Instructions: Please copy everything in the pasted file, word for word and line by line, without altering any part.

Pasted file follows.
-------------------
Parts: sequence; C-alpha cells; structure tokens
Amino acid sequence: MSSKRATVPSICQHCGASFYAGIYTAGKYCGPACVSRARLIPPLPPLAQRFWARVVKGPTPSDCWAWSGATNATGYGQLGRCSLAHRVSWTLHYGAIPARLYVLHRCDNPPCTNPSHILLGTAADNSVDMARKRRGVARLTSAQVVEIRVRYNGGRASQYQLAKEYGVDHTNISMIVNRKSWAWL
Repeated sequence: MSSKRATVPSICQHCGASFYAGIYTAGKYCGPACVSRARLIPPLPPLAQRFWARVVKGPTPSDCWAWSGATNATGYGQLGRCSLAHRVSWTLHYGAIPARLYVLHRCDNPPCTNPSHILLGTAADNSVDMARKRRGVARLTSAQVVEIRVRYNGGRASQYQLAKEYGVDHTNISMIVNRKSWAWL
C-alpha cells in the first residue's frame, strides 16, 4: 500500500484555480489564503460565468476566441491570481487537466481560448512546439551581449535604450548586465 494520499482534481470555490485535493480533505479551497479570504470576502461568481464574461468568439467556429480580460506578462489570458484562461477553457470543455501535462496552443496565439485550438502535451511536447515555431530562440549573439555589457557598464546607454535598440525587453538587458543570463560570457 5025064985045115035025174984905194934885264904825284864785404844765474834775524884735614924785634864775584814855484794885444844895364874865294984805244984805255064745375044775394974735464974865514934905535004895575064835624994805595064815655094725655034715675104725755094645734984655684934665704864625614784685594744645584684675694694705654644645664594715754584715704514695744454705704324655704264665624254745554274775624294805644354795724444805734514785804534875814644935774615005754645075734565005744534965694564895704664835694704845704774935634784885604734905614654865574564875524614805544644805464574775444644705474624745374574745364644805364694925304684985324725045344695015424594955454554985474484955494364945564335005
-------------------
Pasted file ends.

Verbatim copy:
Parts: sequence; C-alpha cells; structure tokens
Amino acid sequence: MSSKRATVPSICQHCGASFYAGIYTAGKYCGPACVSRARLIPPLPPLAQRFWARVVKGPTPSDCWAWSGATNATGYGQLGRCSLAHRVSWTLHYGAIPARLYVLHRCDNPPCTNPSHILLGTAADNSVDMARKRRGVARLTSAQVVEIRVRYNGGRASQYQLAKEYGVDHTNISMIVNRKSWAWL
Repeated sequence: MSSKRATVPSICQHCGASFYAGIYTAGKYCGPACVSRARLIPPLPPLAQRFWARVVKGPTPSDCWAWSGATNATGYGQLGRCSLAHRVSWTLHYGAIPARLYVLHRCDNPPCTNPSHILLGTAADNSVDMARKRRGVARLTSAQVVEIRVRYNGGRASQYQLAKEYGVDHTNISMIVNRKSWAWL
C-alpha cells in the first residue's frame, strides 16, 4: 500500500484555480489564503460565468476566441491570481487537466481560448512546439551581449535604450548586465 494520499482534481470555490485535493480533505479551497479570504470576502461568481464574461468568439467556429480580460506578462489570458484562461477553457470543455501535462496552443496565439485550438502535451511536447515555431530562440549573439555589457557598464546607454535598440525587453538587458543570463560570457 5025064985045115035025174984905194934885264904825284864785404844765474834775524884735614924785634864775584814855484794885444844895364874865294984805244984805255064745375044775394974735464974865514934905535004895575064835624994805595064815655094725655034715675104725755094645734984655684934665704864625614784685594744645584684675694694705654644645664594715754584715704514695744454705704324655704264665624254745554274775624294805644354795724444805734514785804534875814644935774615005754645075734565005744534965694564895704664835694704845704774935634784885604734905614654865574564875524614805544644805464574775444644705474624745374574745364644805364694925304684985324725045344695015424594955454554985474484955494364945564335005